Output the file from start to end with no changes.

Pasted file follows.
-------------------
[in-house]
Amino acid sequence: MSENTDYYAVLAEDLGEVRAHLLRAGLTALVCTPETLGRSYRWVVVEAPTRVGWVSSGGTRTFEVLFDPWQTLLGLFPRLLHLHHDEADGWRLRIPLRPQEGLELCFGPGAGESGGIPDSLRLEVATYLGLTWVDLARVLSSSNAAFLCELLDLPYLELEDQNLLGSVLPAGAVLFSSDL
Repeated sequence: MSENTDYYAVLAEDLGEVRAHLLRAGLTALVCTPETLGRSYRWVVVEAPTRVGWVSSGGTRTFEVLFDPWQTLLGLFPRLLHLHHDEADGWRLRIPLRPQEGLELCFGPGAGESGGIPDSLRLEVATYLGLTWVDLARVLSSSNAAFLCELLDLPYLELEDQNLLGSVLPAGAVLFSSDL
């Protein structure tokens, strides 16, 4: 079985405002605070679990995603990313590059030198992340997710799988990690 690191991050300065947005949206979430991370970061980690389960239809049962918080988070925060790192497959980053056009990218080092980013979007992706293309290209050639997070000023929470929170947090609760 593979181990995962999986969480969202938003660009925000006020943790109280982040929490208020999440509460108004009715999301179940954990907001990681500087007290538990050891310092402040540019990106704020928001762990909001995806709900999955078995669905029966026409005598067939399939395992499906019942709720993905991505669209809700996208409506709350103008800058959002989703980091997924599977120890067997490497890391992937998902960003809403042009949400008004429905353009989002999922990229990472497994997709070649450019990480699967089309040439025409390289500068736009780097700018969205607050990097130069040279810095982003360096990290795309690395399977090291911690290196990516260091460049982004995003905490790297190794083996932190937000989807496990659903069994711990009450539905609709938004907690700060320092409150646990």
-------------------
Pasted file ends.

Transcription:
[in-house]
Amino acid sequence: MSENTDYYAVLAEDLGEVRAHLLRAGLTALVCTPETLGRSYRWVVVEAPTRVGWVSSGGTRTFEVLFDPWQTLLGLFPRLLHLHHDEADGWRLRIPLRPQEGLELCFGPGAGESGGIPDSLRLEVATYLGLTWVDLARVLSSSNAAFLCELLDLPYLELEDQNLLGSVLPAGAVLFSSDL
Repeated sequence: MSENTDYYAVLAEDLGEVRAHLLRAGLTALVCTPETLGRSYRWVVVEAPTRVGWVSSGGTRTFEVLFDPWQTLLGLFPRLLHLHHDEADGWRLRIPLRPQEGLELCFGPGAGESGGIPDSLRLEVATYLGLTWVDLARVLSSSNAAFLCELLDLPYLELEDQNLLGSVLPAGAVLFSSDL
């Protein structure tokens, strides 16, 4: 079985405002605070679990995603990313590059030198992340997710799988990690 690191991050300065947005949206979430991370970061980690389960239809049962918080988070925060790192497959980053056009990218080092980013979007992706293309290209050639997070000023929470929170947090609760 593979181990995962999986969480969202938003660009925000006020943790109280982040929490208020999440509460108004009715999301179940954990907001990681500087007290538990050891310092402040540019990106704020928001762990909001995806709900999955078995669905029966026409005598067939399939395992499906019942709720993905991505669209809700996208409506709350103008800058959002989703980091997924599977120890067997490497890391992937998902960003809403042009949400008004429905353009989002999922990229990472497994997709070649450019990480699967089309040439025409390289500068736009780097700018969205607050990097130069040279810095982003360096990290795309690395399977090291911690290196990516260091460049982004995003905490790297190794083996932190937000989807496990659903069994711990009450539905609709938004907690700060320092409150646990």